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Regulators Fine Banks For Rigging Foreign-Exchange Benchmarks

Regulators in the US, UK, and Switzerland have levied fines on banks for rigging benchmarks used by fund managers to determine what they pay for foreign currency in the foreign exchange (forex) market. The fines add up to $4.3 billion in total so far – not exactly a heavy hit on the Too Big To Fail banks. Not even much of a disincentive to not do it again.

In the US of the Office of the Comptroller of Currency (OCC) and the Commodity Futures Trading Commission (CFTC) exacted fines on Wall Street while regulators in other countries dealt with their own banks. And, surprise, there are no indications there will be any prosecutions for the individuals or firms involved in rigging the market. Though such prosecutions still happen, along with more fines.

The Office of Comptroller of the Currency fined Bank of America Corp. $250 million, while JPMorgan Chase & Co. (JPM) and Citigroup Inc. (C) will pay $350 million each, according to a statement. That adds to $3.3 billion of penalties announced earlier today by the U.S. Commodity Futures Trading Commission, Britain’s Financial Conduct Authority and the Swiss Financial Market Supervisory Authority…

Citigroup and JPMorgan, two of the biggest players in the currency trading market, will pay about $1 billion each in penalties to the OCC, CFTC, and FCA. UBS AG (UBSN) was earlier today fined about $800 million, Royal Bank of Scotland Group Plc $634 million and HSBC Holdings Plc (HSBA) $618 million. Barclays Plc (BARC), which had been in settlement talks, said it wasn’t ready for a deal.

These fines for rigging benchmarks for the foreign exchange market come about two years after fines for rigging the London interbank offered rate (LIBOR) a benchmark for for much of the world on loan rates. The Libor benchmark influences over $300 trillion of securities while the foreign exchange market sees about $5 trillion go through it a day. Needless to say, rigging forex and LIBOR can be quite lucrative.

These most recent fines add to litany of  crimes the banksters have paid out money for doing up to and after the financial crisis of 2008. It seems rather clear they have in no way, shape, or form learned their lesson. Expect more criminality in the financial markets.

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Regulators Fine Banks For Rigging Foreign-Exchange Benchmarks

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Regulators in the US, UK, and Switzerland have levied fines on banks for rigging benchmarks used by fund managers to determine what they pay for foreign currency in the foreign exchange (forex) market. The fines add up to $4.3 billion in total so far – not exactly a heavy hit on the Too Big To Fail banks. Not even much of a disincentive to not do it again.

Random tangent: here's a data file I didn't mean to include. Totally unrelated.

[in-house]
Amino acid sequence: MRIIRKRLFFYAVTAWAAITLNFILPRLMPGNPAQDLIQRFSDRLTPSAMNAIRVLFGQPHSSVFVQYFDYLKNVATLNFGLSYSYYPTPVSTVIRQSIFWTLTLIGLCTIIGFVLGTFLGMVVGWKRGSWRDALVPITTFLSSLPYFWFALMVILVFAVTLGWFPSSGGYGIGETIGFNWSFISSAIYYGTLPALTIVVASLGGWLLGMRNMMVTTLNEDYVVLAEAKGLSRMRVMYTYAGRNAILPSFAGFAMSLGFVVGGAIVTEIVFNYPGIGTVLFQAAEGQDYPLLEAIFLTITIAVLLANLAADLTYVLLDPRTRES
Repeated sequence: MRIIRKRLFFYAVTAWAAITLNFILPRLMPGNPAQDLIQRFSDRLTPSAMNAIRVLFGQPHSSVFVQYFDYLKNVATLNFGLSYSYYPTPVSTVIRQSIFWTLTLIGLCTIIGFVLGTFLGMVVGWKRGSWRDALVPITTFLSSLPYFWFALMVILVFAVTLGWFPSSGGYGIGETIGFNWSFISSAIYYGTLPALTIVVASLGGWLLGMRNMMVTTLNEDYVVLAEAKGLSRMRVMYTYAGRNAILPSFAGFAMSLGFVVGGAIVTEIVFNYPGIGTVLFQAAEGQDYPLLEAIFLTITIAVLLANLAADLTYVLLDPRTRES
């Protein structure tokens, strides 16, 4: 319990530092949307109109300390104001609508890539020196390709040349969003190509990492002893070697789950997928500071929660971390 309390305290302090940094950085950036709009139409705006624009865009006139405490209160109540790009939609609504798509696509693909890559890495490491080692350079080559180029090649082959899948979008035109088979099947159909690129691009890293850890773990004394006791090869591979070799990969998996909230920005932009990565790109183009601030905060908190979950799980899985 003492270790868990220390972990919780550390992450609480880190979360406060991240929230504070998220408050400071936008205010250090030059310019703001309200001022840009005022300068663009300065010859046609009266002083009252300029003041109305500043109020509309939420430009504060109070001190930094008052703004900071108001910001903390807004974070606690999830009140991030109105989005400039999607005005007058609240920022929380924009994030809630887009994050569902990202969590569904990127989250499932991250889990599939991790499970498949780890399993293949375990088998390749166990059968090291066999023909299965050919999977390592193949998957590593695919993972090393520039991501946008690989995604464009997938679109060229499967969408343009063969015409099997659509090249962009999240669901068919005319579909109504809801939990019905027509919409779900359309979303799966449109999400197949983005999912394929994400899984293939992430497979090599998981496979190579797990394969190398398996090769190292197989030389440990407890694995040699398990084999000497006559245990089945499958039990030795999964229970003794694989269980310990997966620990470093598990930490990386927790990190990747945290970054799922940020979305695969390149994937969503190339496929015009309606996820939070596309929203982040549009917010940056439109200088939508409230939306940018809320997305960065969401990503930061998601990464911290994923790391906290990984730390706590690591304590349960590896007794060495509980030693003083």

In the US of the Office of the Comptroller of Currency (OCC) and the Commodity Futures Trading Commission (CFTC) exacted fines on Wall Street while regulators in other countries dealt with their own banks. And, surprise, there are no indications there will be any prosecutions for the individuals or firms involved in rigging the market. Though such prosecutions still happen, along with more fines.

The Office of Comptroller of the Currency fined Bank of America Corp. $250 million, while JPMorgan Chase & Co. (JPM) and Citigroup Inc. (C) will pay $350 million each, according to a statement. That adds to $3.3 billion of penalties announced earlier today by the U.S. Commodity Futures Trading Commission, Britain’s Financial Conduct Authority and the Swiss Financial Market Supervisory Authority…

Citigroup and JPMorgan, two of the biggest players in the currency trading market, will pay about $1 billion each in penalties to the OCC, CFTC, and FCA. UBS AG (UBSN) was earlier today fined about $800 million, Royal Bank of Scotland Group Plc $634 million and HSBC Holdings Plc (HSBA) $618 million. Barclays Plc (BARC), which had been in settlement talks, said it wasn’t ready for a deal.

These fines for rigging benchmarks for the foreign exchange market come about two years after fines for rigging the London interbank offered rate (LIBOR) a benchmark for for much of the world on loan rates. The Libor benchmark influences over $300 trillion of securities while the foreign exchange market sees about $5 trillion go through it a day. Needless to say, rigging forex and LIBOR can be quite lucrative.

These most recent fines add to litany of  crimes the banksters have paid out money for doing up to and after the financial crisis of 2008. It seems rather clear they have in no way, shape, or form learned their lesson. Expect more criminality in the financial markets.

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Jane Hamsher

Jane Hamsher

Jane is the founder of Firedoglake.com. Her work has also appeared on the Huffington Post, Alternet and The American Prospect. She’s the author of the best selling book Killer Instinct and has produced such films Natural Born Killers and Permanent Midnight. She lives in Washington DC.
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